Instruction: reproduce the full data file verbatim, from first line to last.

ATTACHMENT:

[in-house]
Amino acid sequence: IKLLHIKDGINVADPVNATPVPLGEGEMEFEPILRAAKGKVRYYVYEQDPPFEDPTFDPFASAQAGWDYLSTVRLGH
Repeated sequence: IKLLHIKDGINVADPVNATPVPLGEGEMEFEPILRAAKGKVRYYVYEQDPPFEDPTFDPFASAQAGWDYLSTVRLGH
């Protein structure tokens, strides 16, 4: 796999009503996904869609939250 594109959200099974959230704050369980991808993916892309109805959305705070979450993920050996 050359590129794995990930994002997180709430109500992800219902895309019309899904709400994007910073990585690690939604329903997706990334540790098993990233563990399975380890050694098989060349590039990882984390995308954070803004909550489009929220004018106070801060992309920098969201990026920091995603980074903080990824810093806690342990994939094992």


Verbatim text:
[in-house]
Amino acid sequence: IKLLHIKDGINVADPVNATPVPLGEGEMEFEPILRAAKGKVRYYVYEQDPPFEDPTFDPFASAQAGWDYLSTVRLGH
Repeated sequence: IKLLHIKDGINVADPVNATPVPLGEGEMEFEPILRAAKGKVRYYVYEQDPPFEDPTFDPFASAQAGWDYLSTVRLGH
């Protein structure tokens, strides 16, 4: 796999009503996904869609939250 594109959200099974959230704050369980991808993916892309109805959305705070979450993920050996 050359590129794995990930994002997180709430109500992800219902895309019309899904709400994007910073990585690690939604329903997706990334540790098993990233563990399975380890050694098989060349590039990882984390995308954070803004909550489009929220004018106070801060992309920098969201990026920091995603980074903080990824810093806690342990994939094992």